2 small eggplant, unpeeled, cut into 1/2-inch cubes

5 Tbsp olive oil

4 medium, ripe, on-the-vine tomatoes

1 medium onion, diced

2 garlic cloves, minced

1 medium zucchini, cut into 1/2inch cubes

2 tsp herbs de Provence (see Note)

1/2 tsp salt, or to taste

1/2 tsp freshly ground black pepper, or to taste

2 Tbsp lemon juice

Preheat the oven to 375 F. Place the eggplant on a parchment paper-lined baking sheet and toss with 2 Tbsp of the olive oil. Roast 30 minutes, or until tender. Remove from oven and set aside.

Coarsely chop the tomatoes and place them and any juices on the board in a bowl. Heat the remaining oil in a wide pot set over medium heat. Add the onion and garlic and cook 5 minutes. Add the tomatoes, zucchini and herbs. Bring to a gentle simmer; simmer 15 to 20 minutes. Mix in the roasted eggplant, lemon juice, salt and pepper.

If canning or freezing, remove from the heat and follow the instructions below. If eating now, simmer the ratatouille 10 or so minutes longer, until the desired texture is achieved.

Freezing ratatouille

Cool to room temperature, and then divide among shallow, airtight containers or freezer bags. Label, date and freeze for up to three months. Thaw and reheat when needed.

Pressure-canning ratatouille

Place rack in pressure canner and add about 3 inches water.

Place 4, 1-cup (250-mL) canning jars in the canner. Heat water to a gentle boil. Set screw bands aside; heat snap-top lids in hot water (180 F/82 C). Keep lids hot until ready to use.

Remove and fill the hot jars with the ratatouille, leaving 1-inch of headspace. Wipe the rims clean. Centre the snap-top lids on the jars. Apply the screw bands.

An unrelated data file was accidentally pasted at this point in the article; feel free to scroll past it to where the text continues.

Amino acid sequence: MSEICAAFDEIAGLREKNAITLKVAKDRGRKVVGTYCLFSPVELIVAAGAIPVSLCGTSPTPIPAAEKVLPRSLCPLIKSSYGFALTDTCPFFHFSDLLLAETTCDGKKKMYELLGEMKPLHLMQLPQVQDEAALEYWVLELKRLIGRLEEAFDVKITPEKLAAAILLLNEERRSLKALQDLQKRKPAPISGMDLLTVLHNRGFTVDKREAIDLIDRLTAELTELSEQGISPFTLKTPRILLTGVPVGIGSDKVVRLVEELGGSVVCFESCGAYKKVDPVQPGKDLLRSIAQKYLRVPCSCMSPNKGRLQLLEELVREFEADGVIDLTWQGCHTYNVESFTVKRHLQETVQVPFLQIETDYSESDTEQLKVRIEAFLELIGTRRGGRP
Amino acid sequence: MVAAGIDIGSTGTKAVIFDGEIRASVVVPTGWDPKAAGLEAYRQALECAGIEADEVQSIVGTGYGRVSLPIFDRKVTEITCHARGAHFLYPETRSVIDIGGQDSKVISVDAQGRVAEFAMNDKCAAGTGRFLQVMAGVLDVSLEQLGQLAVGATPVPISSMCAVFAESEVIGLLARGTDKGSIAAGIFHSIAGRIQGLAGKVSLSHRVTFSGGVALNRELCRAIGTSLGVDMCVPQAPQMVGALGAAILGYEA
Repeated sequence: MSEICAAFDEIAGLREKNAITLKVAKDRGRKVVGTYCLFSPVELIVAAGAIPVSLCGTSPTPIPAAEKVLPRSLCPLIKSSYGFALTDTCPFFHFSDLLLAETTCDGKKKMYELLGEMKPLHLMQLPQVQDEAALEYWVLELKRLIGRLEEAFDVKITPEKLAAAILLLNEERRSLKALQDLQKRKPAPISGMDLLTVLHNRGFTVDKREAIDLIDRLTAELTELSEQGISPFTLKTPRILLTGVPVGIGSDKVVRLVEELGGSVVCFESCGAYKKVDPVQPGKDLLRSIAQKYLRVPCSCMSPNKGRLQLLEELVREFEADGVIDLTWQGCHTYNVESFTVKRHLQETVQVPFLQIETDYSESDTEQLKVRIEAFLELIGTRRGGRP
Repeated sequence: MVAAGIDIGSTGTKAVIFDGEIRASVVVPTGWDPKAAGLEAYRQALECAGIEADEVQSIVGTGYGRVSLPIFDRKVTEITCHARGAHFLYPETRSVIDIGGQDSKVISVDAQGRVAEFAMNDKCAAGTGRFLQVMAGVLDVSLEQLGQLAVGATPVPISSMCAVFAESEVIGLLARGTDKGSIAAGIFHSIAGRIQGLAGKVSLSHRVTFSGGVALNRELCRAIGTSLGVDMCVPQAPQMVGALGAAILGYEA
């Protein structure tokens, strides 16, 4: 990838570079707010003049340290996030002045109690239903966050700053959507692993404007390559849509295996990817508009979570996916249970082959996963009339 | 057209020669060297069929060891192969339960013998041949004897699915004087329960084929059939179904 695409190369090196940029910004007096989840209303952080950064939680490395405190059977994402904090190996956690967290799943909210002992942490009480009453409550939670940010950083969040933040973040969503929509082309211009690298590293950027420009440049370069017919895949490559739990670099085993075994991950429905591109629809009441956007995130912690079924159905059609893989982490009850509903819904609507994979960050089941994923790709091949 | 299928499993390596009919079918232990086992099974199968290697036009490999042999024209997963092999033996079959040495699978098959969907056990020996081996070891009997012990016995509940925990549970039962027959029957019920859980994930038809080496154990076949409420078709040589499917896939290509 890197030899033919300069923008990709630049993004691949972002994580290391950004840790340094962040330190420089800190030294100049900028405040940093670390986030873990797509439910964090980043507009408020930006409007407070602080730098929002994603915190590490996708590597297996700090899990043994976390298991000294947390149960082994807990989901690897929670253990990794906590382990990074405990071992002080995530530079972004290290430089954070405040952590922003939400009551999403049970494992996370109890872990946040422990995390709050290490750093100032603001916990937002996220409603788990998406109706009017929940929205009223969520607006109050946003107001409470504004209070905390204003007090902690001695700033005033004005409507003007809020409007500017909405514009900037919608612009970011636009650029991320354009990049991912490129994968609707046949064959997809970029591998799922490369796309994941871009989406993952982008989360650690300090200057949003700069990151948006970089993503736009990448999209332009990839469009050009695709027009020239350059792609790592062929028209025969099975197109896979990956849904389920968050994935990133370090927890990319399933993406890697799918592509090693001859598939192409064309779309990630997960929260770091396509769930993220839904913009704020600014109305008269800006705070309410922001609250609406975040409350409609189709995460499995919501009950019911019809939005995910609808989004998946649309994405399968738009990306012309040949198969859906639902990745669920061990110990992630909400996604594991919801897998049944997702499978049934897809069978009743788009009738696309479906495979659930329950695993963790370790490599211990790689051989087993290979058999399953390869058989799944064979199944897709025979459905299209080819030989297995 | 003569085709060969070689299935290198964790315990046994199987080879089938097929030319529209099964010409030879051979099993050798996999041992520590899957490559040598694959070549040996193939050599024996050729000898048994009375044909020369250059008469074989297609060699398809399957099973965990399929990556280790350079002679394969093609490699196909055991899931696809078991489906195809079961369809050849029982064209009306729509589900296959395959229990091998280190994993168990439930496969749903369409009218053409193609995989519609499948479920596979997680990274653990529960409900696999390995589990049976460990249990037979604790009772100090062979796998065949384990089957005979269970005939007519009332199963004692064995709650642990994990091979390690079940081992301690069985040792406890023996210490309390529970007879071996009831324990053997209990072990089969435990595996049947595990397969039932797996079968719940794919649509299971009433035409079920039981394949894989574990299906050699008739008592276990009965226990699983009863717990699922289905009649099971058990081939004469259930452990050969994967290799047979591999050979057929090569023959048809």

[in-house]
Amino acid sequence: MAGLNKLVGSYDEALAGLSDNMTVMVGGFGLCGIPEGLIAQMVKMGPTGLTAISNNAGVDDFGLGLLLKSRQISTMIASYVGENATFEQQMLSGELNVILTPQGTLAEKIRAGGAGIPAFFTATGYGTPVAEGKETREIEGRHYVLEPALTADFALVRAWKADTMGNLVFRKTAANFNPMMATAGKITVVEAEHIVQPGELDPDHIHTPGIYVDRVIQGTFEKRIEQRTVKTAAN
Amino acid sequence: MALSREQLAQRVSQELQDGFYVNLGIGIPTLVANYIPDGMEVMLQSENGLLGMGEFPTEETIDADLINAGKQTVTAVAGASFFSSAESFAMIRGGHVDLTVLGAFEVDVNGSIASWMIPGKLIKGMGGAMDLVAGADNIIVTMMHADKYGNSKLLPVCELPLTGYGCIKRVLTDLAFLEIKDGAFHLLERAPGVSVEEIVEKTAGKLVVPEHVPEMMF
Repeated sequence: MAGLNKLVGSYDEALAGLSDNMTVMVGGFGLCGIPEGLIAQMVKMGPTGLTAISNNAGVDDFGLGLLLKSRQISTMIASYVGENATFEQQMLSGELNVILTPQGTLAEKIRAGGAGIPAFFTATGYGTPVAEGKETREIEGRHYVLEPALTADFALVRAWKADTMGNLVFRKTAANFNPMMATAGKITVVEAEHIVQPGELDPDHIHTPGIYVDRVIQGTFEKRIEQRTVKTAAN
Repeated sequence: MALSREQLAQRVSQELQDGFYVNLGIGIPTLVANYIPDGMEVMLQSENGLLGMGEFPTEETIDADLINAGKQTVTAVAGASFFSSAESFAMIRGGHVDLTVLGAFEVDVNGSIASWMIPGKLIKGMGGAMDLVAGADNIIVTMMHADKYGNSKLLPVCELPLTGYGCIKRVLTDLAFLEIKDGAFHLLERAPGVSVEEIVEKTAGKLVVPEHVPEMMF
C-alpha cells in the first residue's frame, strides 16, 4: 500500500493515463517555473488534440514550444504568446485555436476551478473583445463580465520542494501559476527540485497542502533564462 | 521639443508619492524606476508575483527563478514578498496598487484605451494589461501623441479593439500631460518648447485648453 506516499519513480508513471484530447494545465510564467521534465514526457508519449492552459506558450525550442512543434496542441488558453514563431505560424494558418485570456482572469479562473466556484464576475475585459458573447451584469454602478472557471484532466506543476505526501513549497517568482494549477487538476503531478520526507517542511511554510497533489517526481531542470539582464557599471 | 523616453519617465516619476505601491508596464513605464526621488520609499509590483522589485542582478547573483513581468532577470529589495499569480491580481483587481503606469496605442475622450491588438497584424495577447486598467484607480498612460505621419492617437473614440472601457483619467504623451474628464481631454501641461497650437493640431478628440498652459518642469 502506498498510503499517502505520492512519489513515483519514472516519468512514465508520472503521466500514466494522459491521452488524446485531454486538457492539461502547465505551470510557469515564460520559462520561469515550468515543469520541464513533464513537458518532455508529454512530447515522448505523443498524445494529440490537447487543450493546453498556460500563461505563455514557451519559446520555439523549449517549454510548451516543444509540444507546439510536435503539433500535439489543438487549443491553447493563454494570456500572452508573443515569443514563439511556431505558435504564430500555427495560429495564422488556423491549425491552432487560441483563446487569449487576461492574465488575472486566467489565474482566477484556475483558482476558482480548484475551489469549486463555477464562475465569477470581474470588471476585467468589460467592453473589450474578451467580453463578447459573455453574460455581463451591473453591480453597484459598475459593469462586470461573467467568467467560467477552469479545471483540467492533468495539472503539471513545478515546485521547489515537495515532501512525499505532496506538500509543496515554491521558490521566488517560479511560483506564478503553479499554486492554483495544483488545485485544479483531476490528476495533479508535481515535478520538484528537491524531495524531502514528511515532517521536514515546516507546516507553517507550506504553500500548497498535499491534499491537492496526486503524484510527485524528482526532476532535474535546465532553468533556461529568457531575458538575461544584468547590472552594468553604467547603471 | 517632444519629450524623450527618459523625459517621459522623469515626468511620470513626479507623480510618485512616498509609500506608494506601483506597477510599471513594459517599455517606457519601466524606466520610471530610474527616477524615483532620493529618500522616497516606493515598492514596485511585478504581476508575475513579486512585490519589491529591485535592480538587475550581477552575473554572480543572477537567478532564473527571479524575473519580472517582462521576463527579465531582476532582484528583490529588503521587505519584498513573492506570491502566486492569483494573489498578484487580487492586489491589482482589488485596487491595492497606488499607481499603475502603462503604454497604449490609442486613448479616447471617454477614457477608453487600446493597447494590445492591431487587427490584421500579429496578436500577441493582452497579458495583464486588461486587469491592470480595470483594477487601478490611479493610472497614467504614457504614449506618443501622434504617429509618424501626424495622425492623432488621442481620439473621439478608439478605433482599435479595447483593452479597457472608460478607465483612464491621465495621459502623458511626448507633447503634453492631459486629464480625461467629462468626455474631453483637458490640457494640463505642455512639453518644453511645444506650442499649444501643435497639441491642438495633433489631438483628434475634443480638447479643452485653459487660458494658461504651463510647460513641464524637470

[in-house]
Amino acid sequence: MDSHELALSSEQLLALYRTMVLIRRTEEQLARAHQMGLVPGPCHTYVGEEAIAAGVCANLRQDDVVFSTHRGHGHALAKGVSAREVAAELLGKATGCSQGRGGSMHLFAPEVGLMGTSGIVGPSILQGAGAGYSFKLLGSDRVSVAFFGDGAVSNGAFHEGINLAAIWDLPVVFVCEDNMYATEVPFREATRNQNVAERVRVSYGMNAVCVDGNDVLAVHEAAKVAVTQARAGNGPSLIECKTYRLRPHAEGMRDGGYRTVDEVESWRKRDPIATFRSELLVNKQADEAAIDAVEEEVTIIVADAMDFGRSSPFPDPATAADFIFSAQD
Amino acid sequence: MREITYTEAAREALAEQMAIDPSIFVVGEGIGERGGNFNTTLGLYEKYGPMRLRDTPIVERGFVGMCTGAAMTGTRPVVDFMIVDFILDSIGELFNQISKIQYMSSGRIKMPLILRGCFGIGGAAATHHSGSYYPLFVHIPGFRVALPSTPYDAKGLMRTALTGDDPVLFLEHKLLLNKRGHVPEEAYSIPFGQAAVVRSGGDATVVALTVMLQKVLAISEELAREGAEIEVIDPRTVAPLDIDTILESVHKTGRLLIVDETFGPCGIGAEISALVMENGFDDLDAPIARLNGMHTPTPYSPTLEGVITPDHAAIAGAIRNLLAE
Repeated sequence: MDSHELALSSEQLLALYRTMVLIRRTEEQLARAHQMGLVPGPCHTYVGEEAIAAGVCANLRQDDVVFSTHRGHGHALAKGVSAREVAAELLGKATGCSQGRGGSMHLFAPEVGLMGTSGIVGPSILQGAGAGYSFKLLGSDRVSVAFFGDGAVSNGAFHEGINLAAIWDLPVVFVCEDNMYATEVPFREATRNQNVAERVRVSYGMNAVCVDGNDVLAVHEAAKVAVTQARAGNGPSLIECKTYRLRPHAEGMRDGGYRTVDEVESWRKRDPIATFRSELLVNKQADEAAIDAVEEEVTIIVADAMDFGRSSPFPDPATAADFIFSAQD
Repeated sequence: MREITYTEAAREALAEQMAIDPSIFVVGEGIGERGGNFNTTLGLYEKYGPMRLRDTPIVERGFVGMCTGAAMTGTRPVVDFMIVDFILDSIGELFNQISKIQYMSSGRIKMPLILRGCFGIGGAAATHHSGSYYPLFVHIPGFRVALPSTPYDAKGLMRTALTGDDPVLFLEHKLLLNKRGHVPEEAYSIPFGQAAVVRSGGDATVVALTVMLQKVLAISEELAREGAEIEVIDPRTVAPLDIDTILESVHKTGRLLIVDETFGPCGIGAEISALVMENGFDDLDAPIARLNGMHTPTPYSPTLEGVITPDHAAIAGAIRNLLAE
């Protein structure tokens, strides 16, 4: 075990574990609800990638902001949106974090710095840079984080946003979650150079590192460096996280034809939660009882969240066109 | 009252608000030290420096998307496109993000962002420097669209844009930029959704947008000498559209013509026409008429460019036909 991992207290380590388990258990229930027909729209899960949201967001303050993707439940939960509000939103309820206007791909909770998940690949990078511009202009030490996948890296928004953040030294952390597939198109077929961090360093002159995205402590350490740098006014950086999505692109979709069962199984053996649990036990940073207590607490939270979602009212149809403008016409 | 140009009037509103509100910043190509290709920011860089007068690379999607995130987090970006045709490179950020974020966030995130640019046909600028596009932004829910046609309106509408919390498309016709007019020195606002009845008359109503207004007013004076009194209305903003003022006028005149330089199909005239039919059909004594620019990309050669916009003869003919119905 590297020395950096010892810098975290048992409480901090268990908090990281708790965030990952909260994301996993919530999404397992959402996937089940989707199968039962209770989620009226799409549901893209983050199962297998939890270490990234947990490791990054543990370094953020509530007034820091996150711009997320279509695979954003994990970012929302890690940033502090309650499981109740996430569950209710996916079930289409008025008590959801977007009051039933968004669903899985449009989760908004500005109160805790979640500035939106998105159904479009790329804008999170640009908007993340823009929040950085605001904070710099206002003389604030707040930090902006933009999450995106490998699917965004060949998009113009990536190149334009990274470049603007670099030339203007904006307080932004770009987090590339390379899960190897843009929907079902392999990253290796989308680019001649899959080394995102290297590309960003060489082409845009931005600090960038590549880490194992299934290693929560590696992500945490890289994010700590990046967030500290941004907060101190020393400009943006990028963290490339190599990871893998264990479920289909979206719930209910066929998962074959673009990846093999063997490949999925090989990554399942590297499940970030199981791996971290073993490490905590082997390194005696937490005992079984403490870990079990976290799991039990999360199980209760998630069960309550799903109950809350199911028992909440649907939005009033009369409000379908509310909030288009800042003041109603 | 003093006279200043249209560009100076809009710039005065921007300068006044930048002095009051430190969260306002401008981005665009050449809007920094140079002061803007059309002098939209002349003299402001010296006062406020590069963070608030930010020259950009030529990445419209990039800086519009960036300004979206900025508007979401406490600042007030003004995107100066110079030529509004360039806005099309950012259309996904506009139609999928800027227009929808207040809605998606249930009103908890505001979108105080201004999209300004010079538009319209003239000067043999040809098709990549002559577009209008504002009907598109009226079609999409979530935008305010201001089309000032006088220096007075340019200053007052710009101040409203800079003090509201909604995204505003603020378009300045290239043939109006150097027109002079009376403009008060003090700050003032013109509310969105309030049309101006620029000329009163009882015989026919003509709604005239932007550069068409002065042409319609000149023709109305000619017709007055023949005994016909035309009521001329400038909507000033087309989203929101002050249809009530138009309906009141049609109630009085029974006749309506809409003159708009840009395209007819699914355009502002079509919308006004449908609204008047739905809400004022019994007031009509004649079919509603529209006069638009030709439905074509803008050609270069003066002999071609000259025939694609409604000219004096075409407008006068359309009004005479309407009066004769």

Screw band down until resistance is met, then increase to fingertip tight. Return filled jars to canner. Make sure the water level in canner is about 3 inches; or the level recommended in your pressure canner manufacturer's manual.

Lock canner lid in place, leaving vent open. Place the canner over high heat and allow steam to escape steadily for 10 minutes, venting canner.

CanningUSA.com says to now process ratatouille for 90 minutes at 11 pounds, or 10 pounds for a weighted gauge. (For elevations above 300 metres, check CanningUSA.com's guide for altitude adjustments.)

When processing time is complete, remove canner from heat and let stand undisturbed until pressure drops to zero.

When it's there, or when no steam escapes when the canner's weight is nudged, wait 2 minutes, and then remove the cover, tilting it away from you. Remove jars and set on a protected surface in a draft-free place to cool. Do not tighten screw bands. Cool undisturbed for 24 hours. Check jar seals by pressing on the centre of each lid. If the lid centre is pulled down and does not move, remove the screw band and lift the jar by the lid. Lids that do not flex and cannot be easily lifted off the jars have good seals.

Refrigerate or reprocess any unsealed jars. Wipe jars with a damp cloth. Remove, wash and dry screw bands; store separately or replace loosely on jars, as desired. Label and store jars in a cool, dark place. Use within a year.

Eric Akis is the author of the bestselling Everyone Can Cook series of cookbooks. His columns appear in the Life section Wednesday and Sunday.

eakis@timescolonist.com